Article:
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New smoker in Fort Wayne, IN

post #1 of 6
Thread Starter 

Just bought a used WSM 18.5 inch for 220.  Its about a year old and have heard good things about it.  I have been grilling for years kind of by feel and not by temp.  I have made some killer chicken breast and steaks over the years. and want to branch into smoking.  I have also been brewing beer for the last 15 years, so i know the importance of temp in smoking.  I plan to get a digital remote thermometer.  I just have two questions to start out with.  

 

What digital remote thermometer would you all recommend to start with reasonably priced?

 

What meat should i start with.  i was thinking pork butt or spatchcock chicken.  Further, whats the difference in chickens and what should i look for?

 

I will be banging through threads for these answers, but i just thought if anyone had the quick and dirty, post it here.

 

thanks

post #2 of 6

Welcome to the forum.

 

I think I would start with a chicken, whole (spatchcocked), wings, or thighs.

 

If you get a whole chicken, I would look for a young chicken around 5 or 6 lbs.

 

Cheap & easy to cook.

 

Al

post #3 of 6

Al is right...get a young whole bird. it should say young chicken on it at the grocery store. those are the best for spatchcock smoking. put a probe in the thigh and when the temp gets about 160 brush on some sauce. Cook till about 170 or more at the thigh 165 at the breast. Make sure to rub/season  under the skin before cooking and if you want crispy skin i suggest an oil or butter/margarine on the skin before cooking.

 

Happy Smoking 

phatbac (Aaron)

post #4 of 6
Thread Starter 
How do you get it under the skin? Let it sit? Also had a sale on ribs bought a pork sparerib. I know how to cut it but I'm trying to time it right with the bird. If it's 6 hours with the ribs and roughly 1 hour with the bird. Should I throw the bird on with the ribs for the last hour of the rib cook and if so should I add another chunk of wood for the bird? Should I pull the ribs when they're done and let them sit in a cooler and throw the chicken on after?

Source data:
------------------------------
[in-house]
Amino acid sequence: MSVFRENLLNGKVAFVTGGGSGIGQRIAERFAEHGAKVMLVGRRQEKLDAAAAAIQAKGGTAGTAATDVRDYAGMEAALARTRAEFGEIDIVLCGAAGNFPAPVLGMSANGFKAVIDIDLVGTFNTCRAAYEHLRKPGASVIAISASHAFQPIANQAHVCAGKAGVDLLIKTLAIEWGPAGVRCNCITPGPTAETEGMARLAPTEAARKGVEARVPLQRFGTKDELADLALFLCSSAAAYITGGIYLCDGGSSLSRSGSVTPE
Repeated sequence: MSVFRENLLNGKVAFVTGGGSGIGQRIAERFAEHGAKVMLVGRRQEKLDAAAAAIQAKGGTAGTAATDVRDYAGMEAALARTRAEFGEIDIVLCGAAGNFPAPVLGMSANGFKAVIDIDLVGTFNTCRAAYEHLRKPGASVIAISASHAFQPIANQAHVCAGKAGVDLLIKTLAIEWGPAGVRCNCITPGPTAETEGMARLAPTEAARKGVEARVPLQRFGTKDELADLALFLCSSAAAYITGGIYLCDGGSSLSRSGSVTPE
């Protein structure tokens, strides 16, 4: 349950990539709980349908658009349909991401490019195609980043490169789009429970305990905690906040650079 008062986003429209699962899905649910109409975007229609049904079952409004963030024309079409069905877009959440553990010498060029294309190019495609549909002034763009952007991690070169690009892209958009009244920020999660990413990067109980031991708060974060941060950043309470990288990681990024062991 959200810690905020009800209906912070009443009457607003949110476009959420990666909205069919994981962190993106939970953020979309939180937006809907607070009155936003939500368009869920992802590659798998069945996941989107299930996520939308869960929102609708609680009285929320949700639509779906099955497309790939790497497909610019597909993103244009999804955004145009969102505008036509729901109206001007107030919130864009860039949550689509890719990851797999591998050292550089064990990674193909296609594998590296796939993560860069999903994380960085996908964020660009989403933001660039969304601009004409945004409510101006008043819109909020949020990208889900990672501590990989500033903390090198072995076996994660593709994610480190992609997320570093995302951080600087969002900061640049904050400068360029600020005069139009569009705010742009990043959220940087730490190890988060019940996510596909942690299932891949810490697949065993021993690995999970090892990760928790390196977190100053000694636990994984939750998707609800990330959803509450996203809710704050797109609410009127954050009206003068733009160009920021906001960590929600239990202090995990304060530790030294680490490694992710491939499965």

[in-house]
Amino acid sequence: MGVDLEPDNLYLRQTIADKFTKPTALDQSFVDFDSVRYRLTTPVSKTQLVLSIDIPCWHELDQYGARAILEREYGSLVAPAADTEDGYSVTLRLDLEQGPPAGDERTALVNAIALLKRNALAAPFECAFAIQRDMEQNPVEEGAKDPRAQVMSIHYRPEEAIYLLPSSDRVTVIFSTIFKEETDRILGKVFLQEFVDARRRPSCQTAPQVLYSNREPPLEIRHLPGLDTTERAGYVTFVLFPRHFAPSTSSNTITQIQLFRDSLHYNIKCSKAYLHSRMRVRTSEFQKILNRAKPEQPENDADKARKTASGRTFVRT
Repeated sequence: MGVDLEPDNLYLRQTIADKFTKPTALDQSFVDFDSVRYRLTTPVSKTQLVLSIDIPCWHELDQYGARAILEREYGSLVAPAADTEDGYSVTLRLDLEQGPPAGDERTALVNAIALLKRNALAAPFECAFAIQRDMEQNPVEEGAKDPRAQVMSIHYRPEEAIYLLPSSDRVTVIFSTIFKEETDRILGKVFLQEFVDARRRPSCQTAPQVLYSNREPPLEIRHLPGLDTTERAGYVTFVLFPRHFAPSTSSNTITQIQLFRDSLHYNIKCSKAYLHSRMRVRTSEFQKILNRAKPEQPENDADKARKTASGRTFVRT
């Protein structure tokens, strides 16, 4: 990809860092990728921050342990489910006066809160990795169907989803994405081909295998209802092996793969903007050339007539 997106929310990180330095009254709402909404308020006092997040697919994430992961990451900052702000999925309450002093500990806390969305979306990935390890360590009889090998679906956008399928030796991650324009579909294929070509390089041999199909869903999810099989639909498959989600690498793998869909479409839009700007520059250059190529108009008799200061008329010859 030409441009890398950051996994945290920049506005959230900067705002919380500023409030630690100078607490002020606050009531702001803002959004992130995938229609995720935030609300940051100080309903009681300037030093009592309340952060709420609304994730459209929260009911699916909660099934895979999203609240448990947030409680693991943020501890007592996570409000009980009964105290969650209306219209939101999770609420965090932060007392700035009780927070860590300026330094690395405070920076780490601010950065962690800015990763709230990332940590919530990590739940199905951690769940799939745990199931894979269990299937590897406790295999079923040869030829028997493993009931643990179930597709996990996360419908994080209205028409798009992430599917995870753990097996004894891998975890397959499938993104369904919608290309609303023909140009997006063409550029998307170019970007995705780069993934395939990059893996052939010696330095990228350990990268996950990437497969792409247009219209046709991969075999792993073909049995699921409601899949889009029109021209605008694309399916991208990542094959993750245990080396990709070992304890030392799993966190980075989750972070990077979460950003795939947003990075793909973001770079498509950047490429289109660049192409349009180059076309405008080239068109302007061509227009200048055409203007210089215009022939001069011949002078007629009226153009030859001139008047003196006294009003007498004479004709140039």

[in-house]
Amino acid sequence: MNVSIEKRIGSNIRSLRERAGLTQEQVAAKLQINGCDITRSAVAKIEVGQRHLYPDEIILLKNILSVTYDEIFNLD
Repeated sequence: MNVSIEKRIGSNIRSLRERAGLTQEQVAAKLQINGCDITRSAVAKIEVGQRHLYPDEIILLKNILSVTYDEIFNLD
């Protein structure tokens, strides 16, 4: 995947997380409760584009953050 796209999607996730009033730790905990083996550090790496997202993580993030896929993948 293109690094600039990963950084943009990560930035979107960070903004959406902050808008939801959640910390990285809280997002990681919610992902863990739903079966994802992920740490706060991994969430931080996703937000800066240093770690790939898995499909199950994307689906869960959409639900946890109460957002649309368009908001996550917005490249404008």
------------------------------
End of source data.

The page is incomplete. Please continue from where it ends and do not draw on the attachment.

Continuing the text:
post #5 of 6

For getting under the skin, either pull it off completely or lift it alike you are pulling off gently but leave attached at the bottom. then season underneath and put the skin back on. I would cook the bird in a pan on the top rack until its done while i cook the ribs in the bottom rack. when the bird is done you can pull off the top and you can sauce too and put back on without disturbing the ribs. then when the chicken is done take off the top rack completely so you can get to ribs if you want to foil or sauce.

 

Hope this helps,

 

phatbac (Aaron)

post #6 of 6
Thread Starter 

Sure does.  thanks

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